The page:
activities no longer pleasurable for you? Do you feel sad? Blue? Detached? Indifferent? Maybe even irritable? T h e r e ’s m o r e t h a n h o p e ; t h e r e ’s P R I !
Treatment Resistant Depression? Depression can sometimes be difficult to treat and the first, second or even third antidepressant may not work well for you. If so, you’re not alone. A significant percentage of people are disappointed by their (initial uses of) antidepressants. At PRI, we have new programs specifically designed for people who were not (fully) helped by their prior antidepressants. Please don’t give up; we encourage you to call PRI! Bipolar Depression? Mood Swings?
Have you ever been diagnosed with Bipolar Type-I or Bipolar Type-II? The degree to which the identification, diagnosis and successful treatment of Bipolar Depression has progressed over this past decade is very promising; and even more hope is on the horizon! We have a new Bipolar Depression study, for persons aged 18-to-65, enrolling (now) at all three PRI locations!
Did You Know? Health Notes by: Charles
S. Wilcox, Ph.D.
EVER FEEL DEPRESSED...AND ALONE? J.K. Rowling I t ’s h u m a n n a t u r e t o a s k “ W h y m e ? ” Boris Yeltsin Mike Wallace Olivia Newton-John In harmony with this question, for many of us, Sheryl Crow it’s also ‘human nature’ to take a little solace Princess Diana Rodney Dangerfiled in knowing that regardless of one’s age, ap- Vincent Van Gogh W o l f g a n g A m a d eus Mozart pearance, gender, education, ethnicity, wealth, religion, power, position or (yes) even innermost personal philosophy, depression can get Winston Churchill in 1940 Churchill nicknamed its grasp on anyone. As our society has grown his depression “Black Dog” (as a metaphor) and matured, the prior stigma of depression has in an effort to convey his familiarity with, and attempted mastery of, his clinical been overshadowed by the promise of, and podepression.... It was later written “...(he) tential for, very effective treatments. While those became the hero that he always dreamed of us in the scientific research arena [and espe- of being...a man who could dream dreams cially our team here at PRI] consider the hundreds of victory when all seemed lost...” of thousands of people who participate in clinical research studies to be the real heroes [please see Brooke Shields (in her book Down Came the more on “heroes” in our next PRI Bulletin!], many Rain) shared that she “felt like a stranger...(and) “well-known” folks have played a key role as well. had thoughts of jumping from a window...Thanks to the antidepressant Paxil® and a sympathetic Indeed, the bravery of many famous people “opening- b a b y n u r s e . . . a b l e t o r e c o v e r . ” up” and sharing their challenges, trials and triumphs – when they were suffering from depression – has also Ashley Judd (when speaking of her depression proven to be de-stigmatizing and, oftentimes, very and [successful] treatment) stated, “I was uni n s p i r i n g a s w e l l . B e l o w i s a s m a l l happy and now I’m happy. Now, even sample of “Famous People and Depression”: when I’m having a rough day, it’s better than my best day before treatment!” Abraham Lincoln Jim Carrey Janet Jackson Buzz Aldrin Clearly, whether one is rich and famous or not, Billy Joel Mark Twain depression is an illness, not a weakness. Most Natalie Cole Naomi Judd importantly, depression is treatable...and the Marilyn Monroe Terry Bradshaw sooner the better!! Page 4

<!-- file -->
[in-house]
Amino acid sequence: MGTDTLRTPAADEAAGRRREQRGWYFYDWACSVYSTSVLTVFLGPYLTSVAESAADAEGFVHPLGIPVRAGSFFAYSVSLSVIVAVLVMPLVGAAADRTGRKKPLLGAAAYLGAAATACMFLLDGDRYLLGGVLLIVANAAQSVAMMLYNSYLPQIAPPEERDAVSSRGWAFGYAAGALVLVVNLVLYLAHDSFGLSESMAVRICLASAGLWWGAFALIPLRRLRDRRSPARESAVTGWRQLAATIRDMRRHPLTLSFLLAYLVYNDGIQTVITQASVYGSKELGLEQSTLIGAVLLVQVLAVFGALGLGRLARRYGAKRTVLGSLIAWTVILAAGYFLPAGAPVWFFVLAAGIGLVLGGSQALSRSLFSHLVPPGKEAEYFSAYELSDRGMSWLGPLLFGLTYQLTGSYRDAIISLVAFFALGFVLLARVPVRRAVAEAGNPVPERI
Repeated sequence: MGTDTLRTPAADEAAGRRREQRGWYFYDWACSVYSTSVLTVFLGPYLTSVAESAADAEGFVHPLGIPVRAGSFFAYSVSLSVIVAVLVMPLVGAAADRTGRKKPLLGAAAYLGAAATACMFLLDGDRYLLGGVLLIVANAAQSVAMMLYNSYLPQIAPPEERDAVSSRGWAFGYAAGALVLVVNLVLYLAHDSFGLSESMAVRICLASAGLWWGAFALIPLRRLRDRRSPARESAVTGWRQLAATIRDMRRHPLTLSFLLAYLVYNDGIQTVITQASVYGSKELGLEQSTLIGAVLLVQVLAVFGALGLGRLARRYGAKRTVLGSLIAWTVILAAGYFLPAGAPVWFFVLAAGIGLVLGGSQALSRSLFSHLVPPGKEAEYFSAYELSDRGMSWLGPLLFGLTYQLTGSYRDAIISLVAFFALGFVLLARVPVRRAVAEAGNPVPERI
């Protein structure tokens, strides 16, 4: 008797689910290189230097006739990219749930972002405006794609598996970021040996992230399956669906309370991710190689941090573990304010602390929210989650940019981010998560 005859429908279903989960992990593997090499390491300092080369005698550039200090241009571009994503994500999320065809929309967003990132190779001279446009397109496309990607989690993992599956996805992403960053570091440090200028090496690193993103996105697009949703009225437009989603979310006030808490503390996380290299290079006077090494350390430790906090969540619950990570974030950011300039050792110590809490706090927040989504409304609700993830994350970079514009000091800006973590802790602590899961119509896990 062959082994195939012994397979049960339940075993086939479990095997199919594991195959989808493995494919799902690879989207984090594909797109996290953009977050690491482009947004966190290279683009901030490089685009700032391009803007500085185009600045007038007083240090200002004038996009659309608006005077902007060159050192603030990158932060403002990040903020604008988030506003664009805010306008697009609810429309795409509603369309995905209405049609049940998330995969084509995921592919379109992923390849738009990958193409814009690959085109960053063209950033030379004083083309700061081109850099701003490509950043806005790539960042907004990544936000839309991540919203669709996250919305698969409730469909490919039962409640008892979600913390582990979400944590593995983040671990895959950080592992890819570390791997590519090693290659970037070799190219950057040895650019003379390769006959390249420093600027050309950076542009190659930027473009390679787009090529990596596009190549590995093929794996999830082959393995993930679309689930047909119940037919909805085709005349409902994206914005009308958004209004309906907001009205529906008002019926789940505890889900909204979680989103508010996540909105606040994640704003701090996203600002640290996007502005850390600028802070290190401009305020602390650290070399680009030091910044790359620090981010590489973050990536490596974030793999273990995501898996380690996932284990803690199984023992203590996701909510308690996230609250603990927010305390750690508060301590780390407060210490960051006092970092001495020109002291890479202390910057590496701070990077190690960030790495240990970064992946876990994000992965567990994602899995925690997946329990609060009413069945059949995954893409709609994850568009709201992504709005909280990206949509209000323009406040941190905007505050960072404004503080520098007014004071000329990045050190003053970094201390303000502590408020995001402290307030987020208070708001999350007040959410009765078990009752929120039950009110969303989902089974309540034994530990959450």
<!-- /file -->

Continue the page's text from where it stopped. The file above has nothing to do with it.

The PRI Bulletin is an official publication of Pharmacology Research Institute and is intended for patients and friends of the Institute. PRI does not rent, sell or trade its mailing list with any other organization or company. Your personal information is kept completely confidential. Inquiries and changes of address may be directed to any of the sites below. Medical Directors Jon F. Heiser, M.D. Daniel E. Grosz, M.D. Nader Oskooilar, M.D., Ph.D. Associate Medical Directors E. Cynthia Cabrera, M.D. Don F. De Francisco, M.D., Ph.D. Clifford Feldman, M.D., J.D. Executive Director Charles S. Wilcox, Ph.D. PRI Bulletin Editors Rachel Gotiong Janet L. Minter Site Coordinators/Office Locations Mellissa Henry, R.N., M.S.N., N.P. 4281 Katella Ave., Suite 115 Los Alamitos, CA 90720 714/827-3668/ Fax: 714/827-3669 Email: firstname.lastname@example.org Barbara B. Katz, R.N., C.C.R.C. 1601 Dove Street, Suite 290 Newport Beach, CA 92660 949/752-7936/ Fax: 949/752-1412 Email: email@example.com Judy Morrissey, R.N., M.S.N., C.C.R.C. 6345 Balboa Blvd. Bldg III, Ste 363 Encino, CA 91316 818/705-7450/ Fax: 818/705-7454 Email: firstname.lastname@example.org Check out our newly updated website at: www.priresearch.com
The PRI Bulletin
Issue Vol. 20 No. 1 Fall/Winter 2009
THE PRI BULLETIN Pharmacology Research Institute PO Box 1645 Los Alamitos, CA 90720
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PRI Bulletin Fall/Winter 2009